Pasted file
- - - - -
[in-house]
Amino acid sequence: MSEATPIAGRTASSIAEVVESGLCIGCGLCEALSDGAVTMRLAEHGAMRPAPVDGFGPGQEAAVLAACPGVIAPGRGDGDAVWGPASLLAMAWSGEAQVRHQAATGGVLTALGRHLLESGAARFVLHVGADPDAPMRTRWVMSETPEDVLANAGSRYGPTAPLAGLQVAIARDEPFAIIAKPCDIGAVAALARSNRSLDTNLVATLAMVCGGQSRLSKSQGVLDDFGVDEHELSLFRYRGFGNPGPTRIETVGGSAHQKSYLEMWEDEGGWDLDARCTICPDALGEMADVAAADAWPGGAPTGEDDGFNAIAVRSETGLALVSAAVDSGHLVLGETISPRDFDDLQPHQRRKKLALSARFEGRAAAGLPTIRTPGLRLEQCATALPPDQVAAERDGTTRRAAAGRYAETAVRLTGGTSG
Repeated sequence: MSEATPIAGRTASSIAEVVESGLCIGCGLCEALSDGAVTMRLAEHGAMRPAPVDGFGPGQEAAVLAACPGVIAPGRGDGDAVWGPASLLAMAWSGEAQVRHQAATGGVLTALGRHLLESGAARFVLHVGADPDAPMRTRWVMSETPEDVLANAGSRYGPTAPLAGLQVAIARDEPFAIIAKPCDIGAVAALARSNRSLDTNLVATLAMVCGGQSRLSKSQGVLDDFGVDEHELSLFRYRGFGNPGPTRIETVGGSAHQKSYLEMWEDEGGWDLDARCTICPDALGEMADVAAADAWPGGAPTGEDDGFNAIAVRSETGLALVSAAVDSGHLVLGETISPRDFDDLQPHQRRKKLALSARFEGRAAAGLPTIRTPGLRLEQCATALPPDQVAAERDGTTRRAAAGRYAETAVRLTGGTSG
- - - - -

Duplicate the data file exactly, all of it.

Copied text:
[in-house]
Amino acid sequence: MSEATPIAGRTASSIAEVVESGLCIGCGLCEALSDGAVTMRLAEHGAMRPAPVDGFGPGQEAAVLAACPGVIAPGRGDGDAVWGPASLLAMAWSGEAQVRHQAATGGVLTALGRHLLESGAARFVLHVGADPDAPMRTRWVMSETPEDVLANAGSRYGPTAPLAGLQVAIARDEPFAIIAKPCDIGAVAALARSNRSLDTNLVATLAMVCGGQSRLSKSQGVLDDFGVDEHELSLFRYRGFGNPGPTRIETVGGSAHQKSYLEMWEDEGGWDLDARCTICPDALGEMADVAAADAWPGGAPTGEDDGFNAIAVRSETGLALVSAAVDSGHLVLGETISPRDFDDLQPHQRRKKLALSARFEGRAAAGLPTIRTPGLRLEQCATALPPDQVAAERDGTTRRAAAGRYAETAVRLTGGTSG
Repeated sequence: MSEATPIAGRTASSIAEVVESGLCIGCGLCEALSDGAVTMRLAEHGAMRPAPVDGFGPGQEAAVLAACPGVIAPGRGDGDAVWGPASLLAMAWSGEAQVRHQAATGGVLTALGRHLLESGAARFVLHVGADPDAPMRTRWVMSETPEDVLANAGSRYGPTAPLAGLQVAIARDEPFAIIAKPCDIGAVAALARSNRSLDTNLVATLAMVCGGQSRLSKSQGVLDDFGVDEHELSLFRYRGFGNPGPTRIETVGGSAHQKSYLEMWEDEGGWDLDARCTICPDALGEMADVAAADAWPGGAPTGEDDGFNAIAVRSETGLALVSAAVDSGHLVLGETISPRDFDDLQPHQRRKKLALSARFEGRAAAGLPTIRTPGLRLEQCATALPPDQVAAERDGTTRRAAAGRYAETAVRLTGGTSG